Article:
Apparently, I´m at a point in my life where I should be exploring, doing new things, discovering who I am and shaping who I am to be in preparation of who I will become as I grow up. I’m in an orientating phase, rounding off my teenage phase and just before my early adult phase –or something thereabouts– exactly according to the steps of human development. Or am I..?
Phases are a very popular sociological concept to explain human behavior with. We do it all the time; with pubescent kids acting out, despondency of the elderly, personal crises of middle-aged men and women, girls grouping into packs, young men going clubbing, new parent’s caution regarding their children. You can probably name more than I can. However, very similar to the way statistics work, this Phases model of sociological explanations comes into very rough territory as soon as we try to apply them to individuals. You see, phases describe tendencies, trends, likeliness –on a large scale– and then extrapolates the findings of many observations –in order to formulate models of expectations about human tendency within parameters of certain social context– which we colloquially call Phases.
Because the thing is; 14-year-olds dó tend to want tattoos, middle-aged men dó tend to buy motorcycles and twenty-somethings dó tend to explore the world and figure out what to do with their lives. Humans are often quite similar and exploring these similarities is not only useful, it is a tool for greater understanding of who we are collectively.
But, and here comes the hiccup, insisting that I –in the first person– am acting this way in accordance with a certain Phase of my life is quite an erroneous statement to make. I can certainly understand the reasoning and can attest to the fact that I am tempted to think in such ways, but there are two major problems with this line of thought: a fundamental and an implicit one both of which I will discuss further.
The fundamental reason I’ve already hinted at; Phases don’t work on an individual basis because they grossly simplify (by generalization) the intricacies and dynamics of a person’s life. A Phase is too blunt a tool for understanding a single person because the actual reasons for an individual’s state of being can vary widely and diverge greatly from the neatly set out parameters that Phases provide. Perhaps the travel is out of necessity rather than curiosity, the rowdiness due to abuse rather than hormones, the crying out of pain rather than infancy. Similar behaviors can have very different motivators and Phases are neither meant nor suited for such purposes. So when conversing with another person (or contemplating your own life), do not attempt to presuppose any knowledge about that person’s life, tendencies and especially desires simply because you are familiar with popular socio-science.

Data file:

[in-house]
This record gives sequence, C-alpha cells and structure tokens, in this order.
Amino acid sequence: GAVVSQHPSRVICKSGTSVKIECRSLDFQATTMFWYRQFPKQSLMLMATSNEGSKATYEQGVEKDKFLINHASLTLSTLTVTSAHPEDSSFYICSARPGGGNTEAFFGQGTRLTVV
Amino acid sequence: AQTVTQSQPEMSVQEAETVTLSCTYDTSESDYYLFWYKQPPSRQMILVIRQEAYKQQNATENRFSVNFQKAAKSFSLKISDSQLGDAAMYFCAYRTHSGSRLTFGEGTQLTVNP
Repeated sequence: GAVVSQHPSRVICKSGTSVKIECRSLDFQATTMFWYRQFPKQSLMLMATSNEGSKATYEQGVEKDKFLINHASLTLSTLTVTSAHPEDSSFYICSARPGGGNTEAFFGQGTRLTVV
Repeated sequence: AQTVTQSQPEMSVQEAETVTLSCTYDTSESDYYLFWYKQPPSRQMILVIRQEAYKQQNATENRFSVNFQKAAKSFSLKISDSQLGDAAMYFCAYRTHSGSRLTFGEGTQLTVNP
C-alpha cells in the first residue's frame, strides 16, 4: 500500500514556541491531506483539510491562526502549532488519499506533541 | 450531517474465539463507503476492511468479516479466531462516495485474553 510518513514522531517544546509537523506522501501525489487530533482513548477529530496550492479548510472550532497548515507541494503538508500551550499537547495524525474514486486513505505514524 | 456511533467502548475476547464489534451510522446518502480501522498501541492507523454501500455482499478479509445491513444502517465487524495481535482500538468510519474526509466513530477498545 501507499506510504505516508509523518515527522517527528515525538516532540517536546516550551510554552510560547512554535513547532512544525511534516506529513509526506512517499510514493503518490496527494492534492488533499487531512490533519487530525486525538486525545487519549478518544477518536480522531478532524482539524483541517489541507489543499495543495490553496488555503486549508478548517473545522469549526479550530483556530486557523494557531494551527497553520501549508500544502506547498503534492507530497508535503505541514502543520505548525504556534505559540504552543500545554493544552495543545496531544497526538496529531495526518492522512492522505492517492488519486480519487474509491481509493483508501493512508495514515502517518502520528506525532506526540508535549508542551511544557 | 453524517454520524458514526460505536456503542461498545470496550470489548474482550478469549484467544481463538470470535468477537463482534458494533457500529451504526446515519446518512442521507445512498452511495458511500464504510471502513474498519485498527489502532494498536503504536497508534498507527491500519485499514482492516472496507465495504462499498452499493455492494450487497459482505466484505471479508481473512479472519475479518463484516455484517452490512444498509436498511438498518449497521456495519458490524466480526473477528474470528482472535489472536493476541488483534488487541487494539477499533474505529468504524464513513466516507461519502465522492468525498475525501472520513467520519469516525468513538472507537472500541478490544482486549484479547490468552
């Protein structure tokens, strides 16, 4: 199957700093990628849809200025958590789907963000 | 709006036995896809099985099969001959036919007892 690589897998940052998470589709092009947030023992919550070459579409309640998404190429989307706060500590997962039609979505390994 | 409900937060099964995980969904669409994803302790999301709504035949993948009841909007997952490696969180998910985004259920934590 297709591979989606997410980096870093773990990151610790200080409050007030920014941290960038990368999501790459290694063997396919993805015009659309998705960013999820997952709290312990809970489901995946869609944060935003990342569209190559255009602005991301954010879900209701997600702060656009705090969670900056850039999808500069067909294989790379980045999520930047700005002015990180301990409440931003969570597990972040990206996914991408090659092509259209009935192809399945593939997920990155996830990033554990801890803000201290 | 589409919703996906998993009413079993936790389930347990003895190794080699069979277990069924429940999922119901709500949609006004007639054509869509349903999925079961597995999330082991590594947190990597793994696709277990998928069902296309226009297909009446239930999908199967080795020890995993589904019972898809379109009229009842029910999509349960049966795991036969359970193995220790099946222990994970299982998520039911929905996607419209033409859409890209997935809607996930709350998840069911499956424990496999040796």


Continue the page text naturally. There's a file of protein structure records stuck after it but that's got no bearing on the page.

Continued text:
The implicit reason is an insidious one, often subconsciously invoked, and sometimes not at all. You see, applying Phases to an individual can implicitly constitute an ad hominem assault. An ad hominem argument is an argument where instead of challenging a person’s assertion, you attack the person on purely personal grounds, hoping to discredit the person and by extension that person’s argument or feelings. The sentence in this case might sound like this: “you’re only making a big deal of this because you’re a troublesome youth”. The ad hominem in that sentence is the claim that the person only holds their position or feels the way they do out of personal, selfish reasons, in this case their age and associated (with their Phase) hormonal state, rather than for any reason most people would find reasonable such as an injustice a parent has exacted.
You can demolish any personal position, any feeling in this way, not just within the realm of Phases. “socialist-because-you’re-poor”, “conservative-because-you’re-rich”, “prudish-because-you’re-unattractive,”nudist-because-you’re-a-man”. All arguments that take this form are essentially doing the same thing: reducing any position you hold to the outcome of your individual desires and interests.
And while people do tend to hold positions that are in harmony with their lives and in accordance with their state of affairs, allowing this line of argumentation to stand is not only fallacious, it makes any reasoned debate impossible by excluding reason and objectivity from the conversation entirely.
You might think we’ve diverged away from our original topic, and that is partly true, but only as a setup to this last paragraph explaining why the Phases-flavored style of this ad hominem argument is emotionally harder to rebuke and get over. Because how are you going to defend yourself against it? Most of these ad hominem target somewhat static aspects of a person: gender, sexual orientation, wealth, age, these are things that are manageable to discuss. But Phases cast a net so wide, and are so personal, that it can cast everything you believe and stand for into doubt before you even have time to discern it as the fallacy that they are.
Because the crux of the matter is this: even if your opinion has been formed, strengthened and even inspired by the course of your life, even if what you believed were to come solely from the most base, egocentric and lazy of places, that would not make you wrong. The correctness of an argument is not determined by reasons for which it is formulated, it lies within the form and content of the argument, regardless of its formulator. If anybody ever tries to do away with what you’re saying on the basis that you’re young/black/female/bourgeois/whatever-else and therefore feel the way you do: simply insist that their dismissal comes from a lack of character, brought on by the absence of a brain.
PS: Did you notice that I didn’t actually get back on-topic in that last paragraph? Did you mind?